Look over what you’ve written. Do any of the responses suggest anything new about your topic? What interactions do you notice among the “sides”? That is, do you see patterns repeating, or a theme emerging that you could use to approach the topic or draft a thesis? Does one side seem particularly fruitful in getting your brain moving? Could that one side help you draft your thesis statement? Use this technique in a way that serves your topic. It should, at least, give you a broader awareness of the topic’s complexities, if not a sharper focus on what you will do with it.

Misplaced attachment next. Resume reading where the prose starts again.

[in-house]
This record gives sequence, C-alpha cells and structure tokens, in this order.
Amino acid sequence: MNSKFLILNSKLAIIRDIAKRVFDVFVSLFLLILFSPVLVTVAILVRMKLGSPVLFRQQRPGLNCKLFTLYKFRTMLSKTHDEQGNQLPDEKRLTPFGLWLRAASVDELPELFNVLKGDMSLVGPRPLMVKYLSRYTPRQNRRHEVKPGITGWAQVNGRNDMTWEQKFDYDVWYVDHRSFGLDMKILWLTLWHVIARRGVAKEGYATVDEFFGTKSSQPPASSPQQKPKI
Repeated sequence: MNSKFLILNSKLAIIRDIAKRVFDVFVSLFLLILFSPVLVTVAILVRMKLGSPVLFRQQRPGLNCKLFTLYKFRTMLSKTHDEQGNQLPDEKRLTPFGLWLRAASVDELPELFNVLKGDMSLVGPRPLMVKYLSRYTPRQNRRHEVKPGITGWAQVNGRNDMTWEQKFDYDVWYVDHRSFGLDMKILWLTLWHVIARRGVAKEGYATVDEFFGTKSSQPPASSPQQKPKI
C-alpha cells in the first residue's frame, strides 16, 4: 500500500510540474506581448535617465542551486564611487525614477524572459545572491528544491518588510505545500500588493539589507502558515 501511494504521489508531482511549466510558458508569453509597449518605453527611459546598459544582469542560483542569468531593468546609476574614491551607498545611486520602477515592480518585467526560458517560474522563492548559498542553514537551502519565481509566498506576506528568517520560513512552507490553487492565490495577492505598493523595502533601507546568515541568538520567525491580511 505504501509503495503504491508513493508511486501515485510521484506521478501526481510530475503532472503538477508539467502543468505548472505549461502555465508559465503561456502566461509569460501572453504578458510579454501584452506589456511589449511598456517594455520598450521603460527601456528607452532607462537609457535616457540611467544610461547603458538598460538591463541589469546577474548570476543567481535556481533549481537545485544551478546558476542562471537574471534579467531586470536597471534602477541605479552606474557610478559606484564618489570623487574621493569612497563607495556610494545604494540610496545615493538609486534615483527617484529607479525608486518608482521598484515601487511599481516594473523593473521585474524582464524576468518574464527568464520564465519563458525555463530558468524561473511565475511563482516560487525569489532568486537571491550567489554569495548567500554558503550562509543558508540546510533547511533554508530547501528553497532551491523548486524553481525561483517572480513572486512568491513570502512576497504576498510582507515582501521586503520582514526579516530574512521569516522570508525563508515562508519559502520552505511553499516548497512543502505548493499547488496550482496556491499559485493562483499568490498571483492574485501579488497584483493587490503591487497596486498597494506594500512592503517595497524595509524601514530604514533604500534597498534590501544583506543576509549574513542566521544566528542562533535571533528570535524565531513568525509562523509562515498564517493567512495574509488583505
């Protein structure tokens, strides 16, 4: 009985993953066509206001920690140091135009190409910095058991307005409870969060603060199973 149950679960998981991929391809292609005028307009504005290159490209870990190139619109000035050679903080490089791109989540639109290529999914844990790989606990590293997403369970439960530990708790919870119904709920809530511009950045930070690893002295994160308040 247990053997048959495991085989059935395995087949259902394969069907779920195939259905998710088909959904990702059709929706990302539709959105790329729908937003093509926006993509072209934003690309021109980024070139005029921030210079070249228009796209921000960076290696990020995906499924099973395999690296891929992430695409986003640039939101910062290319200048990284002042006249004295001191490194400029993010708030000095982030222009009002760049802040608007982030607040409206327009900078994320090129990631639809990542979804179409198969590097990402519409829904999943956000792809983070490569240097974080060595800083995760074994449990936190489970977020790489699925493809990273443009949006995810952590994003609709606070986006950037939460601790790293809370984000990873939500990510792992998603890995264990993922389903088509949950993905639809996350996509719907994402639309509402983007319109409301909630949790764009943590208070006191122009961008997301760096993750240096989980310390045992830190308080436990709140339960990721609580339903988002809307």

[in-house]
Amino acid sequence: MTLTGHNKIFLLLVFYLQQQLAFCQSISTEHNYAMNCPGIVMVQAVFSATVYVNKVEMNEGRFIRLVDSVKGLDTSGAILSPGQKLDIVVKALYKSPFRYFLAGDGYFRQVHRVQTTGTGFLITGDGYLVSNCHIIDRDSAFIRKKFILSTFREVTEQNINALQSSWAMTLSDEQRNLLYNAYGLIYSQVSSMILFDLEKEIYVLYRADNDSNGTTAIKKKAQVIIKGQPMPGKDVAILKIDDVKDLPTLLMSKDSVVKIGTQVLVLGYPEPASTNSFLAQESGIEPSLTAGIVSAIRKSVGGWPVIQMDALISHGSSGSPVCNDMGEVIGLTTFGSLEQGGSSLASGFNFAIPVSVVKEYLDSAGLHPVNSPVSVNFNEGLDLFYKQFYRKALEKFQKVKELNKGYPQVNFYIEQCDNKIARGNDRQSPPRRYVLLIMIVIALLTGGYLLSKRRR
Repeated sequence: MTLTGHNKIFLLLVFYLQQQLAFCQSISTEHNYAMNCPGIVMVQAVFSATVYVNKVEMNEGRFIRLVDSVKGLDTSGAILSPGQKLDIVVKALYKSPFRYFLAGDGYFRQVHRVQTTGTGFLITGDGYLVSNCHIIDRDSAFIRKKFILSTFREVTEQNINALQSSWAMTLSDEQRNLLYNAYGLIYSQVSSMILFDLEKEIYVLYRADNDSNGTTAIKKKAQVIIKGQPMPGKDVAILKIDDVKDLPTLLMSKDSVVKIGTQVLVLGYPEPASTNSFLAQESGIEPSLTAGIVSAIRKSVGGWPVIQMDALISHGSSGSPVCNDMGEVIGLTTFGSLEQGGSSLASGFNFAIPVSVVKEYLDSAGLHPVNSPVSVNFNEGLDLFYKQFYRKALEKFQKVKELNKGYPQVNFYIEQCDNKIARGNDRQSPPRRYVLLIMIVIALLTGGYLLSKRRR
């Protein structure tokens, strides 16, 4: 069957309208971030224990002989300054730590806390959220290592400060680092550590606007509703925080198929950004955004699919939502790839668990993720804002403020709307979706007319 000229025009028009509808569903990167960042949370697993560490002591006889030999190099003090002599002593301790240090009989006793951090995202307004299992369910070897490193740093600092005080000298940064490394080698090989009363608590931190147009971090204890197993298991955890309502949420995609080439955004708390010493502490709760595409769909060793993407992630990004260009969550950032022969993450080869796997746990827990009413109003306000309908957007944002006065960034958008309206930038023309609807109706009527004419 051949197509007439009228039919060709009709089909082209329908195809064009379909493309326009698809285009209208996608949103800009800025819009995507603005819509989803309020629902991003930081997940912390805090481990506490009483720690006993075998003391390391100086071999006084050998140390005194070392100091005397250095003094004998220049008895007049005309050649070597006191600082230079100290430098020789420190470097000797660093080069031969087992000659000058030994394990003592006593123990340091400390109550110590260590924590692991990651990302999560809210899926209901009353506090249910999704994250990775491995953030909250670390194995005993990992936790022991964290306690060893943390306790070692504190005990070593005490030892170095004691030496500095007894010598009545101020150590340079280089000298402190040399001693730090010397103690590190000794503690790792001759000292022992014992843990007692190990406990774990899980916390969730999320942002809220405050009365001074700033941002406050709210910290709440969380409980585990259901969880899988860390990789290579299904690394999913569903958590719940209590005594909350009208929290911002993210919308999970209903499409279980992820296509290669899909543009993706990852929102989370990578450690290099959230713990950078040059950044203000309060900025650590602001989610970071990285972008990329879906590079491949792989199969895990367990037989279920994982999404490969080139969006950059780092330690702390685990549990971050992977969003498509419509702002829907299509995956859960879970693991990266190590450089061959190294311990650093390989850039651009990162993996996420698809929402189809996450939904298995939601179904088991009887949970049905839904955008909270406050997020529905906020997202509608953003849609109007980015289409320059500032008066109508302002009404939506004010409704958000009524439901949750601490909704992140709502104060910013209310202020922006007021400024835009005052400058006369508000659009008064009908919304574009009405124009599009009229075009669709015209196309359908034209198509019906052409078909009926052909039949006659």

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The thesis statement is a preliminary answer to the research question you have posed. A strong introductory thesis statement, followed by thorough research in the body of the paper, should convince the reader that you are, indeed, addressing and resolving a pertinent research question. The strategic restatement of the thesis statement in the conclusion should carry a convincing rhetorical effect to the reader that your research problem has been resolved.
We experience the world first and most vividly through our senses. From the beginning, we sense hot, cold, soft, rough, loud. Our early words are all concrete: nose, hand, ear, cup, Mommy. We teach concrete terms: "Where's baby's mouth?" "Where's baby's foot?"not, "Where's baby's democracy?" Why is it that we turn to abstractions and generalizations when we write?